IDEAS home Printed from
MyIDEAS: Login to save this paper or follow this series

Patents of Introduction and the Spanish Innovation System

  • Saiz, Patricio


    (Departamento de Análisis Económico (Teoría e Historia Económica). Universidad Autónoma de Madrid)

From a long-term perspective, technological innovation could have come from local or domestic inventive and research activity, or from the transfer of foreign technology. In reality either option produces similar effects and often it was a combination of both which drove the historical acceleration of the rhythm of innovation and expansion of industry. This was fundamental for Great Britain and its early followers, and even more so for the latecomers and the underdeveloped countries. Spain, for example, suffered from scientific, technological and industrial backwardness which impeded the implementation of a national research and development infrastructure capable of generating competitive inventive activity. However, the national innovation system was designed, from the 18th century onwards, to favour the transfer of technology and human capital from abroad and thus establish the basis of modern economic growth and the process of industrialization. In this paper we will reflect on the design of the Spanish Innovation System, especially in one of its institutional aspects (the patent system), in order to understand the real role and function of a curios legal process the “patent of introduction”, which in practice promoted and permitted anyone to protect foreign third-person technologies in order to implement them locally, providing they were not already established. Although this legal practice represents a very clear declaration of intentions concerning the innovation policy and despite its existence in other patent systems in lagging countries, economic and technology historians have paid little or no attention to the subject. Therefore it is unclear how patents of introduction functioned and what consequences they had on the innovation and industrialization processes, especially in underdeveloped countries such as Spain, which, incredibly, maintained this practice until joining the European Union in 1986. We will attempt to shed light on how patents of introduction were established and how they evolved, the role they played in the promotion of innovation, who used them and how, and the real impact they had. The conclusions point out that, as with protectionism as a commercial policy, forcing national processes of innovation that take advantage of foreign inventions with or without respecting the original inventors rights –as generally occurs with the transfer of technology from abroad- could have positive consequences on the industrialization processes as well as helping lagging countries such as Spain to catch up with modern societies.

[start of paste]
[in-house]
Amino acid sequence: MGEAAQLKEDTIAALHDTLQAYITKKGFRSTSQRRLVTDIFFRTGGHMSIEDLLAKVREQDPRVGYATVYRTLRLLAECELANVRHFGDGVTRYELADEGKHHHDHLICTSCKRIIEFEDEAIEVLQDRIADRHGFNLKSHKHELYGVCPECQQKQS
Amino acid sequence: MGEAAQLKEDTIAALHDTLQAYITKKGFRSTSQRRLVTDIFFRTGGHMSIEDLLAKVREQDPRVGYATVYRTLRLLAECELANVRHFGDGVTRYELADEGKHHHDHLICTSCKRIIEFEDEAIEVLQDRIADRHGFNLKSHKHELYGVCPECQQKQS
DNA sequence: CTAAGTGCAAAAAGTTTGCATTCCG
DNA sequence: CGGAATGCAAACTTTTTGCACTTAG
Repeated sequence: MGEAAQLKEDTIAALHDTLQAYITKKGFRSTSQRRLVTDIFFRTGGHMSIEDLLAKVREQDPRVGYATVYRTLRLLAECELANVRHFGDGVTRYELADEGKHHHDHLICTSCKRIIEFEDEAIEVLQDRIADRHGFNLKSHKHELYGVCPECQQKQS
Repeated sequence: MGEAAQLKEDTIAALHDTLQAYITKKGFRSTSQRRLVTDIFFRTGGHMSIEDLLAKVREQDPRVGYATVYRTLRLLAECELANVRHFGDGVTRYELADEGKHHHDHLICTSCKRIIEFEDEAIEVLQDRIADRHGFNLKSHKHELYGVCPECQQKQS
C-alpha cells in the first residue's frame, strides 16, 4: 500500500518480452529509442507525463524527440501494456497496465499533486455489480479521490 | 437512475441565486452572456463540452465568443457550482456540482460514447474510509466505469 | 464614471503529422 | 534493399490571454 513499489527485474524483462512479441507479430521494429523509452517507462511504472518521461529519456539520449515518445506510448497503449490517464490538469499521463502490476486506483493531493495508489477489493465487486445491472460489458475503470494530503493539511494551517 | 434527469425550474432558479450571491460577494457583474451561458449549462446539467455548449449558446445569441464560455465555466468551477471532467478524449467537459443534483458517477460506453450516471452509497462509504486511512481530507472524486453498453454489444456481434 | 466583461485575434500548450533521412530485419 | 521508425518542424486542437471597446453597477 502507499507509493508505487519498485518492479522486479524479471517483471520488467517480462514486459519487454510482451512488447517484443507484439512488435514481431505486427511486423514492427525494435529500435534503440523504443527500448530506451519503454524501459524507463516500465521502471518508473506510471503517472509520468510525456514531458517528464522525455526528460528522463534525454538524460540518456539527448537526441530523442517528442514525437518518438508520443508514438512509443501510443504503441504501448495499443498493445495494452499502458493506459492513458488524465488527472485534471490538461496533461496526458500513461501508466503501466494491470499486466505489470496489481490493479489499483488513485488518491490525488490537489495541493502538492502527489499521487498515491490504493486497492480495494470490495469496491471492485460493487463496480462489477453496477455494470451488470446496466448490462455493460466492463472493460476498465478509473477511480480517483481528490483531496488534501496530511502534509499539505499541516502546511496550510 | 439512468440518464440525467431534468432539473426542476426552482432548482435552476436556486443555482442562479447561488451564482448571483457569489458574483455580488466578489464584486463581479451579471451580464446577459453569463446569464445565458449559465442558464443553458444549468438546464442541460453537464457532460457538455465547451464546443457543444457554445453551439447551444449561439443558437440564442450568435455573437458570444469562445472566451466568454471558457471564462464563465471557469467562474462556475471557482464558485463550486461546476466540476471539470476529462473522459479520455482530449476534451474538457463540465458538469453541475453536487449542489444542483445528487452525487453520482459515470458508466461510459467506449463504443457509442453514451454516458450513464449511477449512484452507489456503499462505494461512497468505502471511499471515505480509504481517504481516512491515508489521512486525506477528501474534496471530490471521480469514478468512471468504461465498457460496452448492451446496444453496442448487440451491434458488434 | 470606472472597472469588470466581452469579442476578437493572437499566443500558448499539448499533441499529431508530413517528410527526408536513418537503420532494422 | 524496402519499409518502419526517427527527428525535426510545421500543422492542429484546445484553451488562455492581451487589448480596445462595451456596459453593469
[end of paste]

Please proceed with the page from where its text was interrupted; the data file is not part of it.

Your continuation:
If you experience problems downloading a file, check if you have the proper application to view it first. In case of further problems read the IDEAS help page. Note that these files are not on the IDEAS site. Please be patient as the files may be large.

File URL:
Download Restriction: no

Paper provided by Universidad Autónoma de Madrid (Spain), Department of Economic Analysis (Economic Theory and Economic History) in its series Working Papers in Economic History with number 2010/01.

in new window

Length: 25 pages
Date of creation: Aug 2009
Date of revision:
Handle: RePEc:uam:wpapeh:201001
Contact details of provider: Postal: Francisco Tomás y Valiente, 5, 28049 Madrid
Phone: +34.91.497.42.92
Fax: +34.91.497.69.30
Web page:

More information through EDIRC

No references listed on IDEAS
You can help add them by filling out this form.

This item is not listed on Wikipedia, on a reading list or among the top items on IDEAS.

When requesting a correction, please mention this item's handle: RePEc:uam:wpapeh:201001. See general information about how to correct material in RePEc.

For technical questions regarding this item, or to correct its authors, title, abstract, bibliographic or download information, contact: (Patricio Sáiz)

If you have authored this item and are not yet registered with RePEc, we encourage you to do it here. This allows to link your profile to this item. It also allows you to accept potential citations to this item that we are uncertain about.

If references are entirely missing, you can add them using this form.

If the full references list an item that is present in RePEc, but the system did not link to it, you can help with this form.

If you know of missing items citing this one, you can help us creating those links by adding the relevant references in the same way as above, for each refering item. If you are a registered author of this item, you may also want to check the "citations" tab in your profile, as there may be some citations waiting for confirmation.

Please note that corrections may take a couple of weeks to filter through the various RePEc services.

This information is provided to you by IDEAS at the Research Division of the Federal Reserve Bank of St. Louis using RePEc data.